Luckily, the fresh void of college kids has left room for some time-passing grunt work opportunities. Some local actors have taken on second jobs as bartenders at the Pioneer or servers at the Wells Fargo Steak House. I've taken a position at the prestigious Cousin's Candy Store. The owner of the shop -- who bears a striking resemblance to President Snow of Panem -- needs help handing out free samples and packing up the licorice section for winter storage. I spent my first shift restocking various multi-colored baskets with mint humbugs, peanut butter bars, and coconut longboys to the tune of "She Thinks My Tractor's Sexy," the lesser known "Shut Up and Drive," and other modern country jems.
But the sexiest part of the job is definitely the taffy. It's made on the premises, on a machine that stands in the window, hypnotizing passersby. Watching the machine turn and turn as taffy stretches and fold and blends over it is probably more entertaining than the Virginia City Players. (And I had thought the sketch comedy group up the road was our main competition.) Once the taffy is finished (the corn syrup has to be kneaded until enough oxygen folds into it to turn it white) and the flavor is added, I mold the giant taffy lump into a snake and feed it into a gizmoesque manual crank that slices it into scores of bite-size pieces. The crank is the most fun part of the process. The fresh pieces then must be hand-wrapped in small wax-paper squares. If you twist the paper just right, it should form a lovely little tulip.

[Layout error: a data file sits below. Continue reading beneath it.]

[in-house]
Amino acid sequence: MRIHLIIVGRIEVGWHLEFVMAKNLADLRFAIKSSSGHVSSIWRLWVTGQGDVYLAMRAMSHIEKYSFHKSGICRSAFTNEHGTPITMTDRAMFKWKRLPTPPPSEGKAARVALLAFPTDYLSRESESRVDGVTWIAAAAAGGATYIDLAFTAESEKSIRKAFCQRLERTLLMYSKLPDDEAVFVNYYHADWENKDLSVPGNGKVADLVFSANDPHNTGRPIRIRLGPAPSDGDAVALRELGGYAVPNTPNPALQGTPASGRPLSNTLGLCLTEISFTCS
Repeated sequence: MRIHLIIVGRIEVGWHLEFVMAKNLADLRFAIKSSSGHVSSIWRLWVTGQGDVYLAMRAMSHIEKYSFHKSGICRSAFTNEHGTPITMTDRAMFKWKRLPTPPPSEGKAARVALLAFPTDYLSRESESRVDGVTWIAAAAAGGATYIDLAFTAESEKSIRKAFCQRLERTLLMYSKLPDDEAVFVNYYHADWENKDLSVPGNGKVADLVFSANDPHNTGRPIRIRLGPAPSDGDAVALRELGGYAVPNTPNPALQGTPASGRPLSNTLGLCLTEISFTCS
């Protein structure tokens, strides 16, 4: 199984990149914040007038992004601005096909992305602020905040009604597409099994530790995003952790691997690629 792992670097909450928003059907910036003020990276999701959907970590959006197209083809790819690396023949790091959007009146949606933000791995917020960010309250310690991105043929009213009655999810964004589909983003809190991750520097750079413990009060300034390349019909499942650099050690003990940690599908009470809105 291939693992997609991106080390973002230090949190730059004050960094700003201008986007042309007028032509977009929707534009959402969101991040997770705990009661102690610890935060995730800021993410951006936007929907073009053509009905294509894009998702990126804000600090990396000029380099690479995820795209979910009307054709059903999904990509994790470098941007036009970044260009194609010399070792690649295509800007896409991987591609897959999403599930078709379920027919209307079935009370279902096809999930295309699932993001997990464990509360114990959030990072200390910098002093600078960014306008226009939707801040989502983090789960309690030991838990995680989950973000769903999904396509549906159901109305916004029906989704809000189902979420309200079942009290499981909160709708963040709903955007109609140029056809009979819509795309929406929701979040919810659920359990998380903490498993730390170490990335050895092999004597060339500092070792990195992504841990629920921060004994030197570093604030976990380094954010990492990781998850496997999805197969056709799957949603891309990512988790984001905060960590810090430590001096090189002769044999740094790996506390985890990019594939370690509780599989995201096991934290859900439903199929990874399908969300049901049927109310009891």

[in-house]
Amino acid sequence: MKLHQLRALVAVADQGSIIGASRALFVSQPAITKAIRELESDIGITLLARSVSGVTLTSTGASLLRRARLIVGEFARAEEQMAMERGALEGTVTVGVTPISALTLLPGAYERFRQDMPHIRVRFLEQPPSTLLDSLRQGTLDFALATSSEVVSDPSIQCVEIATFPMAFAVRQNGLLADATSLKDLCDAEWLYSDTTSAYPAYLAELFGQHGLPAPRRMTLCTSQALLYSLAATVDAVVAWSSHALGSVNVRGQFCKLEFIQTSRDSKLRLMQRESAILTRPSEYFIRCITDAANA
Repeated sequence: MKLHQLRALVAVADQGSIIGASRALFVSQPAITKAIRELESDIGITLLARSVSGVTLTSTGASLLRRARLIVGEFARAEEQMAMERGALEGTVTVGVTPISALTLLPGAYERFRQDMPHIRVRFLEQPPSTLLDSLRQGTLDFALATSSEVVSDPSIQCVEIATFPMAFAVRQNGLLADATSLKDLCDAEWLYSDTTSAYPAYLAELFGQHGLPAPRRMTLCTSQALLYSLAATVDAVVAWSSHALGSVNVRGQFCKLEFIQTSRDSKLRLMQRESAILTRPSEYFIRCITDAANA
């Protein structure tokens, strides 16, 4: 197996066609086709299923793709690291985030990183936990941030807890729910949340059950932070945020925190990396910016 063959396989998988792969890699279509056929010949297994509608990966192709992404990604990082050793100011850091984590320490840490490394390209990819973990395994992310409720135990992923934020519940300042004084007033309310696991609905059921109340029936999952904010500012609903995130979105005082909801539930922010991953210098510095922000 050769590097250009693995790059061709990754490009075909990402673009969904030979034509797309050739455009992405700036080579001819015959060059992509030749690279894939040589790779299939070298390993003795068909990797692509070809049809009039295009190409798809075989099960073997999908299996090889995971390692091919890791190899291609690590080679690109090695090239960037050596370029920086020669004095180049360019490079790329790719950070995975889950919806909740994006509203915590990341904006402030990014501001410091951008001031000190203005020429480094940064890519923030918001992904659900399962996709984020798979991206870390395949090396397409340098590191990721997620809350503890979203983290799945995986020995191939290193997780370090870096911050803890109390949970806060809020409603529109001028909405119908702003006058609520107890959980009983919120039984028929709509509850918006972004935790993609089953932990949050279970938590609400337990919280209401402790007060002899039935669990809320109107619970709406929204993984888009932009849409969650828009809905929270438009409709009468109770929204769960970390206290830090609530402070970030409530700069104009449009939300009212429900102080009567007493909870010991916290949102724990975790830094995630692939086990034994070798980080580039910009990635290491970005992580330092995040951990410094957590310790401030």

Now that I know the ropes and taffy tulip origami is second nature, I spend most of my shifts shooting the sugar with President Snow, who evidently abdicated his presidency to open a sweets store in an effort to compensate for his part in massacring children for 25 years (spoiler alert, Hunger Games fans). Ultimately, the quiet life calls out even to dystopian fascist dictators.
Of course, I still perform 8 shows a week at the Opera House, though our audiences have significantly decreased in number with the waning tourist season. From time to time, our stage manager, Stephen, will go from dressing room to dressing room calling, "Short show no bugs! Short show no bugs!", meaning the audience is so tiny and subdued we'll be cutting a couple of vaudeville numbers to match their energy (one of these numbers involves a diddy about boll weevils).
Even with the candy store and short show no bugs, however, the remaining Players and I still benefit from a lot more empty free time than usual. This portion of the summer is a lot like the long straightaway at the end of a marathon, and we're all starting to embody the urge to reach the finish line. Meanwhile, I shall try to attend the campfires that have become porch lights, watch the breathtaking sunsets that have become a peripheral backdrop, and stroll along the Old West boardwalk that has become mundanely modern. I won't be here for much longer, after all.